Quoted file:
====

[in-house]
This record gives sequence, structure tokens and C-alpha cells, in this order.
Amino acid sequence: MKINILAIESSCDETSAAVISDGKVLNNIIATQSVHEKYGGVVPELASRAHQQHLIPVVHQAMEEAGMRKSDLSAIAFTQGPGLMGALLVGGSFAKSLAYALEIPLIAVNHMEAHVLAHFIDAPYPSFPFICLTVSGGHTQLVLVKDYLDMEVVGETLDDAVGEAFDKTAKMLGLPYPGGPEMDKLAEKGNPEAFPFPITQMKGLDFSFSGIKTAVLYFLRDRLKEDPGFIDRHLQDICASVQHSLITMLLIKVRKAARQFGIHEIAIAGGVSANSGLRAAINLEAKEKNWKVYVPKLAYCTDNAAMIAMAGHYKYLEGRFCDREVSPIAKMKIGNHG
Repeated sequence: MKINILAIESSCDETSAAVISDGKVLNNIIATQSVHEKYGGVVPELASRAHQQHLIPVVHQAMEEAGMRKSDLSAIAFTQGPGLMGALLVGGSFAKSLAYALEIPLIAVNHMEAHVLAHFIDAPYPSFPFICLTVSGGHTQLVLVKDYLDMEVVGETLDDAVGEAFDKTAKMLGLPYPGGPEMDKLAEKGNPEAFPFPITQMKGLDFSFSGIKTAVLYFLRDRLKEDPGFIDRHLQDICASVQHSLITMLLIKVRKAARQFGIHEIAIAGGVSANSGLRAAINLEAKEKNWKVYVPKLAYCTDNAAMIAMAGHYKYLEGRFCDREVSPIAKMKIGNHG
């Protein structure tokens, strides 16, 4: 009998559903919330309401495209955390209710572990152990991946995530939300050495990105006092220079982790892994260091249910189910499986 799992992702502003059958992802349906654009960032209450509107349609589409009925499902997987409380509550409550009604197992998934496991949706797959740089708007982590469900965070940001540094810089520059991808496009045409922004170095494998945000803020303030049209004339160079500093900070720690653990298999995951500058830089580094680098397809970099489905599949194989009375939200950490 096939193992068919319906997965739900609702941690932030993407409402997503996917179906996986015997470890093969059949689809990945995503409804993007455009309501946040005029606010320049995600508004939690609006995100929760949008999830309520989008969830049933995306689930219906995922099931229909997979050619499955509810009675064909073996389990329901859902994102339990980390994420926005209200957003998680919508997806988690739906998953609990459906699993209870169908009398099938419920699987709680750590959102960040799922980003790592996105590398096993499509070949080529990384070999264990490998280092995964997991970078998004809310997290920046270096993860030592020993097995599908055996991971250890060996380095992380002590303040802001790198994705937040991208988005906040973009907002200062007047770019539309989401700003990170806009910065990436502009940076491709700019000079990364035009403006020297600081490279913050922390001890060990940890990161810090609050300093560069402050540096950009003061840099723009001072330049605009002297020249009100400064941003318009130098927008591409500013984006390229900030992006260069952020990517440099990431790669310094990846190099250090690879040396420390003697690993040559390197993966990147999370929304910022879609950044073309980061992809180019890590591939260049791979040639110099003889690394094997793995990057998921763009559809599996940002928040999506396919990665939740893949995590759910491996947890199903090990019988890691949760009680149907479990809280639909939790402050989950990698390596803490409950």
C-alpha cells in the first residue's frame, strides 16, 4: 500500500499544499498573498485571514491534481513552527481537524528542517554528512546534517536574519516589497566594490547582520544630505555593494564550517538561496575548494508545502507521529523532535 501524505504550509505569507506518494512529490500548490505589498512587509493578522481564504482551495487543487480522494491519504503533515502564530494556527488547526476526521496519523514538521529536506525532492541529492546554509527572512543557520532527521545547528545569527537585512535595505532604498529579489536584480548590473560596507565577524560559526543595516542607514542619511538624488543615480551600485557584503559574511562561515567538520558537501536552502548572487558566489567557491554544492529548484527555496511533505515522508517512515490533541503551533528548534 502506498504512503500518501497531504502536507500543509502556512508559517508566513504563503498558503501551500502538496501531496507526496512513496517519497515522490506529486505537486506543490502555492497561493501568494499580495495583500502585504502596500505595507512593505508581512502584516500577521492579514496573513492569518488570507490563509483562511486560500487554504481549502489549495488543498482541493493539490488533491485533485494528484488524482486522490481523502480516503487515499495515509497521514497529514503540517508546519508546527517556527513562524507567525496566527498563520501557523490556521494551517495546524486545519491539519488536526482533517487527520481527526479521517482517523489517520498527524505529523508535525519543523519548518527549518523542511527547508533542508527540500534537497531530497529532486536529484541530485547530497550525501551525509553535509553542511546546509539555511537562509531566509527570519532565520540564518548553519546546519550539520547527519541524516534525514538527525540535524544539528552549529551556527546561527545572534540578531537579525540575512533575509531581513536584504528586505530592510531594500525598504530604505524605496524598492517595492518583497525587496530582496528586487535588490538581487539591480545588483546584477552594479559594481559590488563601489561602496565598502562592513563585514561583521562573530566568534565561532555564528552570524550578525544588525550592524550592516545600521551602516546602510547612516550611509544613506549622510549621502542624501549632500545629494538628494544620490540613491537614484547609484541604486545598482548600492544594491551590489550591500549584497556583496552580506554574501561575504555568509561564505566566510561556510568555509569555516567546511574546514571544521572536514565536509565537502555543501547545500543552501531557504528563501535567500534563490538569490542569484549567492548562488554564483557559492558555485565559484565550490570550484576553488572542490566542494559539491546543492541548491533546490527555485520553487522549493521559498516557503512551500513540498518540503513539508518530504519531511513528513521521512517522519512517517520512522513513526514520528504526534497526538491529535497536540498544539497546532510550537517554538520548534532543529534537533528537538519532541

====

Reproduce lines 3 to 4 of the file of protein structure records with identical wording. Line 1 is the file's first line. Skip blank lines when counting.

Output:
Amino acid sequence: MKINILAIESSCDETSAAVISDGKVLNNIIATQSVHEKYGGVVPELASRAHQQHLIPVVHQAMEEAGMRKSDLSAIAFTQGPGLMGALLVGGSFAKSLAYALEIPLIAVNHMEAHVLAHFIDAPYPSFPFICLTVSGGHTQLVLVKDYLDMEVVGETLDDAVGEAFDKTAKMLGLPYPGGPEMDKLAEKGNPEAFPFPITQMKGLDFSFSGIKTAVLYFLRDRLKEDPGFIDRHLQDICASVQHSLITMLLIKVRKAARQFGIHEIAIAGGVSANSGLRAAINLEAKEKNWKVYVPKLAYCTDNAAMIAMAGHYKYLEGRFCDREVSPIAKMKIGNHG
Repeated sequence: MKINILAIESSCDETSAAVISDGKVLNNIIATQSVHEKYGGVVPELASRAHQQHLIPVVHQAMEEAGMRKSDLSAIAFTQGPGLMGALLVGGSFAKSLAYALEIPLIAVNHMEAHVLAHFIDAPYPSFPFICLTVSGGHTQLVLVKDYLDMEVVGETLDDAVGEAFDKTAKMLGLPYPGGPEMDKLAEKGNPEAFPFPITQMKGLDFSFSGIKTAVLYFLRDRLKEDPGFIDRHLQDICASVQHSLITMLLIKVRKAARQFGIHEIAIAGGVSANSGLRAAINLEAKEKNWKVYVPKLAYCTDNAAMIAMAGHYKYLEGRFCDREVSPIAKMKIGNHG